An Atom document is very close to being an RDF document. This page aims to track the gap between the formats.
The intent is to see what would be required for an Atom document to be an RDF document consisting of elements taken from the OWL ontology such as AtomOWL . There is no interest in making the inverse true: namely that a graph consisting of OWL statements be mappable into any RDF document, and that that document be an Atom document.
This is a first outline of some of the differences.
If the gap between Atom and RDF is cheap enough to close, then specifying a solid extension mechanism will be very simply a requirement than any extensions to Atom also be RDF documents. This together with the Atom ontology, will help extension writers frame their work much more easily, and Atom consumers parse extensions in a generic way.
Atom attributes are not in the atom namespace. It is deprecated in rdf for this to be the case.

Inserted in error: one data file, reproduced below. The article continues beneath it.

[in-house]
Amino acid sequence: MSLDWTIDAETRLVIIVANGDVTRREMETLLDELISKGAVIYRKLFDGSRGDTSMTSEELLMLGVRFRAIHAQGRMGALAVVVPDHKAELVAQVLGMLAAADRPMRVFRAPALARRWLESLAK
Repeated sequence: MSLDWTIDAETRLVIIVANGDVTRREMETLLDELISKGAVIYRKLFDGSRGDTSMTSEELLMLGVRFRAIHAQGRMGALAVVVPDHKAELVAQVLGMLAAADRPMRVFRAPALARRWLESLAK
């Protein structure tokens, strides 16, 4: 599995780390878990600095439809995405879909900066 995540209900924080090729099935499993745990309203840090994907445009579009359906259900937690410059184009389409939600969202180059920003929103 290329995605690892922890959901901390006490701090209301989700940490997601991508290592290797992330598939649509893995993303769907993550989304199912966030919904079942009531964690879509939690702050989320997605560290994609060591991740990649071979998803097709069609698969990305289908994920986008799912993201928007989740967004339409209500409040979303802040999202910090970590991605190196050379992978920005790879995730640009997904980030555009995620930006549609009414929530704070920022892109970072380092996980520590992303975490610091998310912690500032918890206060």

Additions to the spec, stating that the atom syntax contains a hidden rdf:parseType="Resource" at various locations
ie the equivalent of adding to the DTD
<!ATTLIST atom:head rdf:parseType CDATA #FIXED "Resource">
changing the generator construct from having the form
<atom:generator uri="https://bloged.dev.java.net/" version="0.5">BlogEd</atom:generator>
atom:title is defined in 2 places with incompatible definitions
work on the OWL side needs to be done on understanding the TEXT construct
There will be many different ways to close the gap. The onus will always be on there being the least amount of work on the Atom spec side.
Atom Attributes: [PaceAttributesNamespace]
This is a space to keep track of proposed solutions that did not quite make it. It helps to have such a space as it can help people coming in to the discussion finding their way, or noticing some solution that may have been missed.
- All attributes are to be prefixed. problem: unecessarily strong requirement.
very minimal on the Atom format.
very high on the ability to extend Atom intelligently